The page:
So, what needs to change? Much like our own work in LGBTQ+ and intersectional travel, representation matters, as does allyship and championing of the cause. Josh Loebner, global head of inclusive design at marketing specialist Wunderman Thompson feels that the only way is up.
‘There is currently no or very little data or marketing intelligence to demonstrate the behaviour and economic impact that disabled travellers can create. But they – and those who are part of inter-abled families – are willing and ready to talk about their experiences, to help destinations and attractions improve what they offer’, he tells us. ‘We need to build greater accessibility profiles to help brands understand these demographics better. This way, they can go beyond just the necessary ADA (The Americans with Disabilities Act of 1990) compliance to deliver better solutions’.
Josh reinforces his belief that the fulcrum of change for accessible experiences is motivated by commercial merit and that the way forward is to create a momentum that others will follow. He adds that major retail brands are already meeting the mark and assistive technologies and apps exist and are strengthening their hold on the marketplace, making the business of disability far easier to engage with. Plus, marketers old and new understand the power of baby boomers… and are now faced with the very people they have courted and made money from, ‘ageing into disabilities’.
At OutThere, we’re thrilled to stand alongside Brand USA’s fostering of more accessible experiences for all. It emphasises the notion that disabilities should not stop people from experiencing the beauty and diversity that the USA has to offer. By shedding light on the challenges faced by disabled travellers and the people they travel with, and highlighting the move made towards creating more accessible travel options, we can empower people and help them go places, literally and figuratively. Hopefully, we can inspire a shift in perception, and contribute to a more inclusive and understanding industry and society where travel truly knows no boundaries.
In our travels, we’ve discovered a number of amazing champions of inclusivity and accessibility in travel. Here are some of our favourites in the USA…
Mesa, Arizona, is the USA’s first Autism Certified city and is nationally recognised as one of the most family-friendly communities in the country, offering full-sensory experiences for everyone. There are a number of hotels in the destination that are Certified Autism Centres, the perfect base for guests looking to explore the many other Certified Autism Centres on offer in Mesa, including the Arizona Museum of Natural History and Mesa Arts Center.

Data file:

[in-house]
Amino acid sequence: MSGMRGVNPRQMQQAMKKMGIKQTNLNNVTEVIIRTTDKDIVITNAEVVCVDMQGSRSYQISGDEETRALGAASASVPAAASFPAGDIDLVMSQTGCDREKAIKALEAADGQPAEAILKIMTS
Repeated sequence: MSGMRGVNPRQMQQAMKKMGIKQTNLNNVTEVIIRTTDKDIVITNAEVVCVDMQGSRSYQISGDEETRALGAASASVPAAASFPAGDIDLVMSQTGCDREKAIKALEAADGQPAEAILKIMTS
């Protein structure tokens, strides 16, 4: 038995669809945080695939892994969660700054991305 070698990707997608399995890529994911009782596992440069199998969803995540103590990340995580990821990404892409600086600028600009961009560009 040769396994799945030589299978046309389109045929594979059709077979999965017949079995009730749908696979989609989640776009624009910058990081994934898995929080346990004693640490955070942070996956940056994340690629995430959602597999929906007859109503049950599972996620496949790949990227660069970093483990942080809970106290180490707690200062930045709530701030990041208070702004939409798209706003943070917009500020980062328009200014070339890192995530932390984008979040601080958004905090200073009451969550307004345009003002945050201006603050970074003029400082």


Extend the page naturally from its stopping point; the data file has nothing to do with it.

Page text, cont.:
Miami and Merritt Island, Florida
Miami International Airport continues its commitment to accessibility by conducting ongoing MIA Airport Instruction and Readiness (MIAair) tours for children with special needs, as part of a wider MyMIAAccess strategy to improve access for people with disabilities of all kinds. The tour takes participants through the airport travel experience from start to finish, ending up onboard an American Airlines plane in a safe and controlled environment, inspiring and instilling confidence for a future generation of travellers – who may otherwise have chosen not to travel – to experience the magic and wonder of flight. The programme also served as a learning and training experience for airline and Transportation Security Administration (TSA) workers at MIA.
Planning a night or five on Broadway? Most Broadway theatres now provide wheelchair accessibility and accommodation packages at nearby partner hotels. Accessible seating in theatres is generally close to the orchestra near the stage; helpful to guests who can’t climb stairs, but potentially challenging for those with neuro-disabilities. There is also back-of-the-house seating that provides wheelchair accessibility, allowing for an easy exit after a performance. Patrons who have service animals can be accommodated accordingly depending on seat availability. Guests with impaired vision can make use of audio description services available at select performances, with some theatres offering a pre-performance touch-tour of the set for blind or visually impaired theatregoers. For the hearing impaired, select performances provide assisted listening devices and open captioning where text is displayed electronically on the side of the stage. Disabled OutThere travellers should take advantage of the NYC Theatre Development Fund’s free TDF Accessibility membership which gives access to membership perks and discounts.
San Diego, California
San Diego is an accessible destination known for its 70 miles of coastline, CaliBaja cuisine, proximity to Mexico and vibrant beach lifestyle. Visitors to San Diego can enjoy the sand and water with complimentary beach wheelchairs that are available at the city’s seven beaches for children and adults with special needs or disabilities. For beach access on-demand year-round, the local company Access Trax offers lightweight, portable wheelchair-accessible mats. There is also an array of accommodations with accessibility features located around the city, ensuring that guests remain comfortable throughout their time in San Diego. It’s part of the city’s commitment to providing equal access for individuals with additional needs or requirements.
Sites across the State of Tennessee
Autumn colours in America’s South are beautiful, but for the 8% of men and 1% of women who are colourblind, the landscape can take on a flattened and less appealing appearance. But since 2017, the Tennessee Department of Tourism, the local tourism board, has been installing EnChroma viewfinders to help those with protanopia and protanomaly take advantage of the fall’s colour spectrum, now across a dozen sites in the state. The lenses incorporate spectral notch band optical filters, which enhance colour separation so that such individuals can see hues more distinctly.
White Sulphur Springs, West Virginia
The Schoolhouse Hotel, located in White Sulphur Springs, West Virginia, is the world’s first fully accessible property, with every room and public space exceeding ADA (Americans with Disabilities Act of 1990) standards. It is home to numerous specially designed facilities, from sound-insulated suite rooms (to reduce noise and low counters) and windows, to touchpad-controlled toilets and accessible bathtubs and showers. Guests at the Schoolhouse Hotel also have easy access to the U.S.’s newest national park, New River Gorge National Park, located just an hour’s drive away, with accessible trails along the New River as well as accessible fishing areas, both available.